WLU ’21 — Biology Professor

In my freshman year Biology class, I went to office hours frequently because I knew I wasn’t doing very well. I’m a humanities major, I’m not dumb, science just wasn’t my thing, and I expected the professor to understand that as this was an introductory class. Most of my classmates were pre-med, though, so I’m sure I stood out as “the bad student.” Either way, he told me multiple times I should consider transferring because I “don’t belong here.”

I failed our first test, so I went to his office hours for clarification. He continued with his previous comments that didn’t explicitly call me stupid, but he heavily implied that I had no place in his class or at the school. I began to tear up, and I apologized, embarrassed. He gave me a tissue and told me not to worry about it, because “I’m used to girls crying in here.”

I could tell he meant it to be a kind gesture, so I said nothing. 

He made me seriously question my intelligence and capabilities, when his job was to educate. I came in for help and was met with sexism and implicit insult, but somehow it felt like it was my fault for being weak and dumb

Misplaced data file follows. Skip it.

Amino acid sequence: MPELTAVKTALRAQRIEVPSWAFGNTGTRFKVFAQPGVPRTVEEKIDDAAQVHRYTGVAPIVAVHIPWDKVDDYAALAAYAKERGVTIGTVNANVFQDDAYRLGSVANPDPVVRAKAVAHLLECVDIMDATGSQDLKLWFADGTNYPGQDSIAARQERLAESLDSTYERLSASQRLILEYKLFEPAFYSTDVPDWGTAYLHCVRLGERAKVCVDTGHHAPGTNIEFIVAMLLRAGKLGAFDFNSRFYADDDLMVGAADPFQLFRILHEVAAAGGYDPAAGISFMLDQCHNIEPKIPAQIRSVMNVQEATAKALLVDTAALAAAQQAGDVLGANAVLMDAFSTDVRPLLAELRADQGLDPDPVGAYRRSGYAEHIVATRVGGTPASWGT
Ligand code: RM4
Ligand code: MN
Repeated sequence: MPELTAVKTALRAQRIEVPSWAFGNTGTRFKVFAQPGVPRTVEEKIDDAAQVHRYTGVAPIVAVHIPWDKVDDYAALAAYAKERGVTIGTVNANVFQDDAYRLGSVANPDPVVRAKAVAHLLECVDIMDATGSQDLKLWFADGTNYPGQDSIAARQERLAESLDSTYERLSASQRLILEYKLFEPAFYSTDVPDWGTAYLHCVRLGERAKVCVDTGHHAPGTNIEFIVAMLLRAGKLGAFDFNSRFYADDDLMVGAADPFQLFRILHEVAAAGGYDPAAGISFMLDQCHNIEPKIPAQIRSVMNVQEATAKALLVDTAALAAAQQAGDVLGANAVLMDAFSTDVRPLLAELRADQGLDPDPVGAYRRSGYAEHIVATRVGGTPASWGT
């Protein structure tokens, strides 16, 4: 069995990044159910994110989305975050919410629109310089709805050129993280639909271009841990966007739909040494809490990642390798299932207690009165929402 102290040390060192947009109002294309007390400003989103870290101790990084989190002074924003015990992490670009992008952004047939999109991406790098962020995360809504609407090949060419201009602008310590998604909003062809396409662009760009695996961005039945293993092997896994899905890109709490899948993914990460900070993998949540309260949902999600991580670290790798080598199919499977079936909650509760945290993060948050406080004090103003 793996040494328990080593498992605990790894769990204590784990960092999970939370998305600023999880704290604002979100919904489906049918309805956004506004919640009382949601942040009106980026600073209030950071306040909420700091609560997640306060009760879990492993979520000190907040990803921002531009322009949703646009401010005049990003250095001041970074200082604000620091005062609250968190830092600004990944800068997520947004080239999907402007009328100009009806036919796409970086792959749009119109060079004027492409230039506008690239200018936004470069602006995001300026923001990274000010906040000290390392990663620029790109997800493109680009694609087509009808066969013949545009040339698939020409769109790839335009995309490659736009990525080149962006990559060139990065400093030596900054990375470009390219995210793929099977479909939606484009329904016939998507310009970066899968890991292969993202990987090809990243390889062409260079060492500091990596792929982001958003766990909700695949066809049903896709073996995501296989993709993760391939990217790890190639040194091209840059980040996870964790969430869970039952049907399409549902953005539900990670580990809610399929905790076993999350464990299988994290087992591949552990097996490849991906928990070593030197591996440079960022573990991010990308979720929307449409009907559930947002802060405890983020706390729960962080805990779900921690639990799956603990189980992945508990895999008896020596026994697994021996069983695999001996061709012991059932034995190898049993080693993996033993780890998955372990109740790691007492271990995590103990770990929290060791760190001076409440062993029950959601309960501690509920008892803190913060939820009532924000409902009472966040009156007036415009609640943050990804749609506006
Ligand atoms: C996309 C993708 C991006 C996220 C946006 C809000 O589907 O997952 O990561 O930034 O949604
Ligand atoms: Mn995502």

WLU Transfer — Forgetting

As someone who transferred out after my sophomore year, due to my inability to continue to “grin and bear it” under the weight of the microaggressions, the classism, knowing I was one of FIFTY black students on campus at the time…. as someone who was closeted and didn’t feel the strength to come out until I was an ocean away and knew I wouldn’t be returning to campus in the fall… I have been thinking about writing an email for a while. But something’s been holding me back. 

I think that I’ve tried my hardest to forget what I felt like at W&L. I think that that is how I coped with the trauma I experienced at that institution. Writing a letter, an email, detailing exactly WHY it is so important to change the name—would bring up a lot of feelings and emotions I’ve worked hard to move on from.

I would just like to let you all know that I deeply appreciate the work that you are all doing. Even though I hold a degree from a different university, W&L was/is still my institution. I spent two entire years of my life there. There are days I wish that I had stayed—but I’m not sure I would’ve survived. 

And to everyone who thinks that this is unimportant—it should NOT be the norm that BIPOC students, queer students, low-income students, are under so much ADDITIONAL mental duress that it affects their education. I gave up a full-ride, took on additional student loans, because I couldn’t take it anymore.

So thank you for speaking up, because I’m still trying to find a way to articulate my feelings.